Direct Hits

The morning is bright after a cold and gloomy Saturday. It’s still a bit chilly out but with the sun on my skin I pull on my backpack and head for the trail. The shadows dance across the arch that welcomes hikers to the Appalachian Trail, ~ 2180 miles of wild.

We are here for the day, not making even the smallest of dents in the distance, but here we are nonetheless. The plan is to climb the 700, or so, steps at Amicalola Falls State Park and then head out for a jaunt on the A.T. Approach trail. The park ranger has warned us that the stairs are very strenuous, gaining 1000 vertical feet in under 1 mile. She laughs when my dad and I tell her we know what that kind of gain is like from hiking 14ners back in Colorado (aka – it should be no problem). Apparently we must “RESPECT THE STAIRS”…

Off we go, snow crunching under our boots with each footfall. We reach the steps in no time and begin the ascent. Ice clings to the metal grates the closer we get to the falls, passing each landing I am counting the number of steps in my head – 1, 2…10…100. My breath catches, I exhale, “wow”. The falls are giving off a blue hue that is magically brightened by the rising sun and the snow covered ground. Now this is something I’ve never seen before.

We push on and with the passing hour the day has begun to thaw. As my dad and I walk out past the state park and toward the A.T. the ice wrapped trees begin to break free.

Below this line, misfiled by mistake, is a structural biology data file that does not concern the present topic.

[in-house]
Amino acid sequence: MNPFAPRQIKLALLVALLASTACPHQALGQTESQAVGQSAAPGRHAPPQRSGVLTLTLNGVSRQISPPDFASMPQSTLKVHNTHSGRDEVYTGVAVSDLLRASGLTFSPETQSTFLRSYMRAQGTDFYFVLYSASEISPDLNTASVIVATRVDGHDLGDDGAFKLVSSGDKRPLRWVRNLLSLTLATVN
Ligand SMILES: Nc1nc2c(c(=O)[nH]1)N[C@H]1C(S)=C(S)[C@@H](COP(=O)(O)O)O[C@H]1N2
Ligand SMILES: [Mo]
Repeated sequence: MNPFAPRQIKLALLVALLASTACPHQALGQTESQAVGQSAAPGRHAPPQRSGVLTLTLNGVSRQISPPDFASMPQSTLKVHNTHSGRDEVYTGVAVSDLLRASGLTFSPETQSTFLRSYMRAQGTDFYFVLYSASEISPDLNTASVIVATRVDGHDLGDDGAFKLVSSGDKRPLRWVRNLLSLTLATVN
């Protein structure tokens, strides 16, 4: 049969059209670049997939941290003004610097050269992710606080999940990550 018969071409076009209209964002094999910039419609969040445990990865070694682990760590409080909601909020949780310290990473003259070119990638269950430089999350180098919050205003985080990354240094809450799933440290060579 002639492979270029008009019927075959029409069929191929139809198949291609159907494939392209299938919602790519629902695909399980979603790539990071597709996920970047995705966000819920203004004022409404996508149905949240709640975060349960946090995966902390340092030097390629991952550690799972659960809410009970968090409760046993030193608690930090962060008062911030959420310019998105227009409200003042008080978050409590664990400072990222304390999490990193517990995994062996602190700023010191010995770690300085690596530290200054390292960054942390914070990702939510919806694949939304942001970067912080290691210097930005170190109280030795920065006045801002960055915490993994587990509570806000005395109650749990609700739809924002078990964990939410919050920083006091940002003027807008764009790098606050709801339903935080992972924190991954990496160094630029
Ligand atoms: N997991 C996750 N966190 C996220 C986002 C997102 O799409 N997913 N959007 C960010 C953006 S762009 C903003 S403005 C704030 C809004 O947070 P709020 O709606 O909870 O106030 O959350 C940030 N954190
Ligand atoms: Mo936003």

crack  crack  crack  crack

Ice is falling to the ground, carrying tree branches and leaves along for the ride. Occasionally skimming my shoulder or even less occasionally achieving a direct hit on my head. Though it stings I can’t help but laugh – it’s become a game for us and adrenaline is pumping through my veins. How many times can we dodge an icicle?


Our hike continues – dodging falling objects and jumping puddles – and I am reminded why I enjoy being outside and exploring so much. One of my favorite quotes comes to mind by Ralph Waldo Emerson.

“Live in the sunshine, swim in the sea, drink the wild air”

Isn’t our world a beautiful thing? I am so thankful for little adventures and the chance to breath fresh air. It helps me reset my intentions and reminds me that all things are possible. The grandeur of nature humbles my struggles because my worries are insignificant when compared to the span of the horizon.

The constant pressures of life are big and I know mine aren’t decreasing but rather increasing in number. So what am I doing to handle the stress?

Building a bigger beaker

Meaning: Imagine measuring life using a beaker. Now fill it with all of your emotions – I’m mostly thinking of stress versus happiness. Depending on the size of your beaker your stress might take up 1/2 of the space (maybe even 3/4!). That doesn’t leave very much room for your happiness so instead of trying to decrease your stress, build a bigger beaker. The recipe for success?

  • Do more of the things that make you happy
  • Do less of the things that don’t

At the end of the day if something makes my heart feel full then it was good and I’m thankful for that.



  1. What a great sorty as they say in airplane flight jargon! I especially like the idea to make a bigger beaker to include all the fun and friends we can fit into our lives….sounds a whole lot better than sitting around moaning about what a drudge this has been…ugh! I will take the former option forevermore!!

    Liked by 1 person

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